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6 Alternatives to Assisted Living

August 6, 2022

6 Alternatives to Assisted Living

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6 Alternatives to Assisted Living

For many families, assisted living feels like a very expensive elephant in the room. No one wants to think about it and dreads what will happen when the time comes. And yet, assisted living care is a multi-billion dollar branch of the American healthcare system that provides vital care, community, and support for over 800,000 elderly Americans. 

The Pros and Cons of Assisted Living

According to Consumer Affairs, 7 out of 10 elderly Americans will require assisted care in their lifetime. Assisted living facilities provide many seniors with a vital bridge between fully independent living and 24/7 nursing home care. With private lodging, built-in community, amenities, and medical care on call, assisted living facilities can provide essential relief and support for certain families. 

It’s probably not surprising, however, that these services can be expensive. In 2022, American assisted living facilities cost an average of $4,300 per month. This expense can quickly deplete hard-earned retirement savings and place heavy financial strains on adult children. For many Americans, this option is simply not feasible.

Thankfully, a range of other options exists that serve a variety of needs, budgets, and family dynamics. This article will explore the pros and cons of six common assisted living alternatives to help you take the right steps for your loved ones.

  1. Medical alert systems
  2. Family caregiving
  3. In-home care
  4. Respite care
  5. Adult daycare
  6. Adult family care

Option 1: Medical Alert Systems

For aging parents able to live on their own, the most affordable and least intrusive option to help ensure their health and safety is a medical alert system. These services vary in cost depending on the features you require, but a very basic in-home medical alert system can cost as low as $25 per month — though more advanced features such as fall detection, 4G mobile coverage, and GPS location can add cost. Most buyers can expect to pay around $50 for a fully-loaded, reputable service, which will get your loved one a wearable monitor that automatically detects falls, calls emergency services with the push of a button, and offers 24/7 customer support—all from the comfort of their own home.

Certain services, such as Connected Caregiver, take this a step further, allowing you to supplement safety monitoring with remote health monitoring. This allows family caregivers to remotely monitor your loved one’s vitals, such as blood pressure, heart rate, blood sugar, and more without requiring an on-call nurse to take and record the measurements. The family caregiver can receive instant alerts if readings are too high or too low, or if any readings are missed. In addition, a digital health record is created that can easily be shared with the loved one’s doctors or others involved in caregiving.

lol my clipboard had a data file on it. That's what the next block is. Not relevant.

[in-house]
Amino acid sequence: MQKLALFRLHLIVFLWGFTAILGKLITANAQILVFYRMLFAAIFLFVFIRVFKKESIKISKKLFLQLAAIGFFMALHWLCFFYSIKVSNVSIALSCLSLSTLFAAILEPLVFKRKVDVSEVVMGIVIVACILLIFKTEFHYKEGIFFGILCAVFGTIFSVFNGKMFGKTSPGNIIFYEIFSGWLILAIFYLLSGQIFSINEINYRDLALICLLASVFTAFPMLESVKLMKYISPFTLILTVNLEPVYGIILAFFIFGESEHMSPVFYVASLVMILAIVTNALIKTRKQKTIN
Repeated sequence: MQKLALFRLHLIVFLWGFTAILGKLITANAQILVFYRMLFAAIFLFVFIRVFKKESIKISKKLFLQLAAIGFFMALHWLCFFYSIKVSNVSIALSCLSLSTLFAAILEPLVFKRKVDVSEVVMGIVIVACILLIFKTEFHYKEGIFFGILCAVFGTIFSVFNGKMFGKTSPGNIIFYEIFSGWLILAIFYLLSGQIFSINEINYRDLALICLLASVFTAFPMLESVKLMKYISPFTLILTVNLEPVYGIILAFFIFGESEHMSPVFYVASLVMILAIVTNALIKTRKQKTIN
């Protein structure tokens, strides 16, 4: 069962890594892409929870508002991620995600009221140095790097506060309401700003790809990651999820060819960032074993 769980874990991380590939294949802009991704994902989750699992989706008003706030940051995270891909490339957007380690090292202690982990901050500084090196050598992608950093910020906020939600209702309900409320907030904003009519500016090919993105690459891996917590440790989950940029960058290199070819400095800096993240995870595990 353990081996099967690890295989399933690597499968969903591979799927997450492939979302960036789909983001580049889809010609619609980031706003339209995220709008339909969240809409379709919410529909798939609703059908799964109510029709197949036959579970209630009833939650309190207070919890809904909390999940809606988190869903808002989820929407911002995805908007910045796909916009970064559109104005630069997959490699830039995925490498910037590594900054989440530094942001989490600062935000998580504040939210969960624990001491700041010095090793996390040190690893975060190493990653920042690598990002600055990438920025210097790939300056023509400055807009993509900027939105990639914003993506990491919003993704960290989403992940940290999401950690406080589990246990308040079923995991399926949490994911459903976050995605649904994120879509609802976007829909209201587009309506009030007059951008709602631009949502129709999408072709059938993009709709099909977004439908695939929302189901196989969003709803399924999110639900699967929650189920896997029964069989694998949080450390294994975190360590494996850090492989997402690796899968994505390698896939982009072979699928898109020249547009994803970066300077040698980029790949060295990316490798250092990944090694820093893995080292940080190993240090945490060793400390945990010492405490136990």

Pros:

  • Low monthly cost
  • Minimal disruption to daily life
  • Allows your loved one to remain in their home

Cons:

  • Limited in-person supervision
  • Must be healthy enough to live independently
  • Potential stigma associated with wearing the device

Option 2: Family Caregiving

When an aging parent or loved one requires additional care, many families look for options to keep that responsibility within the family. This includes a range of scenarios from basic logistical support to significant changes in living arrangements. 

Logistical support includes activities like cooking, cleaning, bathing, administering medications, and supervising medical care (including medical alert systems and remote health monitoring). Or your scenario may require shifts in lifestyle such as spending several nights a week in your loved one’s home or inviting them to move into your own home.

Family caregiving provides aging parents and their adult children with more time together and can often be preferable to assisted living care. While it’s less expensive than assisted living care, family caregiving can still be costly. According to AARP, the average family caregiver spends $6,954 in out-of-pocket expenses per year. Additionally, there can be real challenges as caregivers experience disruptions to their regular routines, work schedules, and pre-existing family responsibilities. Regardless, family caregiving can be worth the cost for the extra time it affords you with your loved one—for as long as you can provide the appropriate level of care. 

Pros:

  • Keeps care responsibilities within the family
  • Can provide significant quality time with loved ones
  • Allows for aging in a familiar place

Cons: